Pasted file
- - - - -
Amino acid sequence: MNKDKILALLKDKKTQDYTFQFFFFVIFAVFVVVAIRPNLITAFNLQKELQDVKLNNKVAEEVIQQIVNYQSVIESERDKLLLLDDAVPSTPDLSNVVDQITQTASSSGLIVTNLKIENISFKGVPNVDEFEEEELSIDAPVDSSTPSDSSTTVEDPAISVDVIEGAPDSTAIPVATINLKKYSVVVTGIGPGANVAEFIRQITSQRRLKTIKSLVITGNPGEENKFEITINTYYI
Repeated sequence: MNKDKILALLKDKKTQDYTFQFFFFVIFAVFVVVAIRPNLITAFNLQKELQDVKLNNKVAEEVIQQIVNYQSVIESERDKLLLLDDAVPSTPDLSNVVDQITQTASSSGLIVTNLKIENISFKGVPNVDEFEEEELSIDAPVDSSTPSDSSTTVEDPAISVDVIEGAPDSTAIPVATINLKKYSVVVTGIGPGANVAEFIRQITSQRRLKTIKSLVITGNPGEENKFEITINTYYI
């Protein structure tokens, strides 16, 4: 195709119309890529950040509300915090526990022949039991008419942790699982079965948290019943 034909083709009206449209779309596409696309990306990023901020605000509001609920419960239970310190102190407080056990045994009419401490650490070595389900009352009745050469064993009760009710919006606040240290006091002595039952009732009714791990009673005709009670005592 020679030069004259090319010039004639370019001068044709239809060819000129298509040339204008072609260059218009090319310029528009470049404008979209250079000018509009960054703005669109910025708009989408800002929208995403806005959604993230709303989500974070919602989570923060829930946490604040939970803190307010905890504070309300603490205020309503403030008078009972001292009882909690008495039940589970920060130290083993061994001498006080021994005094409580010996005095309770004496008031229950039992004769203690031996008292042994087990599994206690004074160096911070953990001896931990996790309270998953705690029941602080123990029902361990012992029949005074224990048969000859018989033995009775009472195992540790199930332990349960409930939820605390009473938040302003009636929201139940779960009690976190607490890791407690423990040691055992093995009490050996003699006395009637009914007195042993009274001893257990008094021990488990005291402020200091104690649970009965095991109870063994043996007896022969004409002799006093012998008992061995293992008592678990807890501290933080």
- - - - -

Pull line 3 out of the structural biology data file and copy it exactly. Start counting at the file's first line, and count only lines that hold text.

């Protein structure tokens, strides 16, 4: 195709119309890529950040509300915090526990022949039991008419942790699982079965948290019943 034909083709009206449209779309596409696309990306990023901020605000509001609920419960239970310190102190407080056990045994009419401490650490070595389900009352009745050469064993009760009710919006606040240290006091002595039952009732009714791990009673005709009670005592 020679030069004259090319010039004639370019001068044709239809060819000129298509040339204008072609260059218009090319310029528009470049404008979209250079000018509009960054703005669109910025708009989408800002929208995403806005959604993230709303989500974070919602989570923060829930946490604040939970803190307010905890504070309300603490205020309503403030008078009972001292009882909690008495039940589970920060130290083993061994001498006080021994005094409580010996005095309770004496008031229950039992004769203690031996008292042994087990599994206690004074160096911070953990001896931990996790309270998953705690029941602080123990029902361990012992029949005074224990048969000859018989033995009775009472195992540790199930332990349960409930939820605390009473938040302003009636929201139940779960009690976190607490890791407690423990040691055992093995009490050996003699006395009637009914007195042993009274001893257990008094021990488990005291402020200091104690649970009965095991109870063994043996007896022969004409002799006093012998008992061995293992008592678990807890501290933080």